Your attorney will inform you that the modification of child support in Georgia is based upon a showing of a change in the income or financial status of either former spouse or a change in the needs of the child. Once that showing of change is made, then support is adjusted per the child support guidelines.

Georgia law allows for parties to come back and modify their existing orders with respect to alimony, child support, custody, or visitation/parenting time. The public policy of Georgia to revisit issues from prior agreements or orders is to allow for flexibility as the circumstances can change. For example, a payor might be fired from his or her job following a layoff and through no fault of his or her own the financial circumstances of that party have substantially changed. It would not be appropriate to require a payor to continue to pay amounts he was ordered to pay (or agreed to pay) when financial circumstances were better.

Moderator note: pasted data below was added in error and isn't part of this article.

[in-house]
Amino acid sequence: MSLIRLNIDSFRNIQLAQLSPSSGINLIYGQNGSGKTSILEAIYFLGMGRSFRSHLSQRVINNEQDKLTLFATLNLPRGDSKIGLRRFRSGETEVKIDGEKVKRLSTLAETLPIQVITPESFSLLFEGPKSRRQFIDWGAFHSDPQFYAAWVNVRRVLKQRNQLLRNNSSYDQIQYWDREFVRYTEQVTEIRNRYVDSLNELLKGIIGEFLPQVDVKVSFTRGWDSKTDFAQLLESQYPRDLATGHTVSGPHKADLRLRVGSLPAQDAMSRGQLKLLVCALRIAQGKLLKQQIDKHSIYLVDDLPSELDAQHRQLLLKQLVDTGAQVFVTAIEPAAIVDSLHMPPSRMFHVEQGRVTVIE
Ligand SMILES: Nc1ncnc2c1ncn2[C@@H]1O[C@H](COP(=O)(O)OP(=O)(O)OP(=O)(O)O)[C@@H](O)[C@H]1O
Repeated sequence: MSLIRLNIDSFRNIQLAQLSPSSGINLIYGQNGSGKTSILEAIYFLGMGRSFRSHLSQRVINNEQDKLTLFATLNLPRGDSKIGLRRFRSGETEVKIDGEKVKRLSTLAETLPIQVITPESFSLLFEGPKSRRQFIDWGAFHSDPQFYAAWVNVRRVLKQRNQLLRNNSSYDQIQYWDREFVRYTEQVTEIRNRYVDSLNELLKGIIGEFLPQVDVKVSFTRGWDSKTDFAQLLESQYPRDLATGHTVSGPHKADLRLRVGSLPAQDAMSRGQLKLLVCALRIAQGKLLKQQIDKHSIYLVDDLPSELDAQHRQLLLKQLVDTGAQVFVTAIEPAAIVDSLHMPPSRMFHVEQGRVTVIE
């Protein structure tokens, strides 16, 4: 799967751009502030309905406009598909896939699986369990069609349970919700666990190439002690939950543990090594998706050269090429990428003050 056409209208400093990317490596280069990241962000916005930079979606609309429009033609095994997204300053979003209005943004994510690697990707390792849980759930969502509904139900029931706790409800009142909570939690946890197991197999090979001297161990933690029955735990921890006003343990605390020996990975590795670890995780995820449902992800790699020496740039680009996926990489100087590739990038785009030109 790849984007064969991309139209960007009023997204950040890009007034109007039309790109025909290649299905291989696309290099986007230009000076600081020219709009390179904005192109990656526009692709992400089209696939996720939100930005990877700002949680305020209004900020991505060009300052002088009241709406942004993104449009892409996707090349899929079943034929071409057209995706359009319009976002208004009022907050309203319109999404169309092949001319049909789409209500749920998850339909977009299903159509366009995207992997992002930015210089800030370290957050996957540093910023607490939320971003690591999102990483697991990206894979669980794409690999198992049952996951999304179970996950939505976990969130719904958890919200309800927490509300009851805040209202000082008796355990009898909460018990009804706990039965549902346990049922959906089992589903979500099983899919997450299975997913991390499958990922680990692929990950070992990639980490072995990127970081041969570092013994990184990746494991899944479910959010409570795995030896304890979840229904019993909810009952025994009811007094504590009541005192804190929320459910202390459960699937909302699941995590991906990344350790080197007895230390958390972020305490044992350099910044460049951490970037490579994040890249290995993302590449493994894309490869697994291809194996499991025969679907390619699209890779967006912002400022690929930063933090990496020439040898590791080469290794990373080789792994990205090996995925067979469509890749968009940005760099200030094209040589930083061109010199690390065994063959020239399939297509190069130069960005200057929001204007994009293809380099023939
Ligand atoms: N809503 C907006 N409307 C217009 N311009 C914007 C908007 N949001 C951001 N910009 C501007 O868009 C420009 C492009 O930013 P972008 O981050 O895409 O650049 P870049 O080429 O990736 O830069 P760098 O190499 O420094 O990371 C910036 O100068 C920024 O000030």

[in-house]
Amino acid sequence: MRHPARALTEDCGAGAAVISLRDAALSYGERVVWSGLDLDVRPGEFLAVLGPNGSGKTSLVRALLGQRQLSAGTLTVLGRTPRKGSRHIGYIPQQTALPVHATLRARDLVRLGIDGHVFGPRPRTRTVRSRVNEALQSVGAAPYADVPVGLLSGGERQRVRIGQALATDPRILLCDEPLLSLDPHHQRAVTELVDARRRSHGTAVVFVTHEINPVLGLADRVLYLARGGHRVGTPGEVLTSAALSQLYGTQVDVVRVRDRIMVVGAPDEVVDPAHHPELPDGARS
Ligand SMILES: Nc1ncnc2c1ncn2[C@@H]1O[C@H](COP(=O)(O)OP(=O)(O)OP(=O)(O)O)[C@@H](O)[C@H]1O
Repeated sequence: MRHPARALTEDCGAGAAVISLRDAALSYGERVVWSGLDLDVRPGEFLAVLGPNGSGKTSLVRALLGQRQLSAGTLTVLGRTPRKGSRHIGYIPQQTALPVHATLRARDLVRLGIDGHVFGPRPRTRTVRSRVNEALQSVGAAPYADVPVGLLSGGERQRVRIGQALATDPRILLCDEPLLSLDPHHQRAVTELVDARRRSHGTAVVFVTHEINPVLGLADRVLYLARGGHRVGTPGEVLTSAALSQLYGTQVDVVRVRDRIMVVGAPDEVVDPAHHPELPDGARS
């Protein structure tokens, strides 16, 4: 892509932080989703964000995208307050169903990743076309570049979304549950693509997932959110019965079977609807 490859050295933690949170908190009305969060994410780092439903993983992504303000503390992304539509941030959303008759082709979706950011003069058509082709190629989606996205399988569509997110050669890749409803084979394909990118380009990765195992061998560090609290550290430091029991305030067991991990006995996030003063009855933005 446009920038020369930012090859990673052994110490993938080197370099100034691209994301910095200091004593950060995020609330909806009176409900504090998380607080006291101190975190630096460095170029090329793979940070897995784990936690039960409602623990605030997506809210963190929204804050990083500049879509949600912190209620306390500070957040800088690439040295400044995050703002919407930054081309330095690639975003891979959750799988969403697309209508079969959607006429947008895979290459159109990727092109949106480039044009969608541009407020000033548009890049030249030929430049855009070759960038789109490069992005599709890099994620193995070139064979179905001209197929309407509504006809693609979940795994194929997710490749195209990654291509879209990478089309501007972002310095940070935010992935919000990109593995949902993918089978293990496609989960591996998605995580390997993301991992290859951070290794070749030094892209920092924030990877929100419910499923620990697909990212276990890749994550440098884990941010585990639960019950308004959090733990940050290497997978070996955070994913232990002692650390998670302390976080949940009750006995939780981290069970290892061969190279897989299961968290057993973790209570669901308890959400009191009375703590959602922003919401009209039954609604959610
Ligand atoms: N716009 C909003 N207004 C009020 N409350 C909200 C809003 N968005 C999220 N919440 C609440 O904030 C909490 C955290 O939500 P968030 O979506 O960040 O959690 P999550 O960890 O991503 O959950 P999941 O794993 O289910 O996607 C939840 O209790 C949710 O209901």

The usual reasons for a modification of child support are due to a substantial change in either parent’s income and financial status or the needs of the child.

With respect to timing and waiting periods, O.C.G.A. §19-6-15 makes it clear that no petition to modify child support may be filed by either parent within a two year period from the date of the previous final Court order obtained by the same parent. There are exceptions to this two year period such as where:

(A) A noncustodial parent has failed to exercise the court ordered visitation;
(B) A noncustodial parent has exercised a greater amount of visitation than was provided in the court order; or
(C) The motion to modify is based upon an involuntary loss of income.

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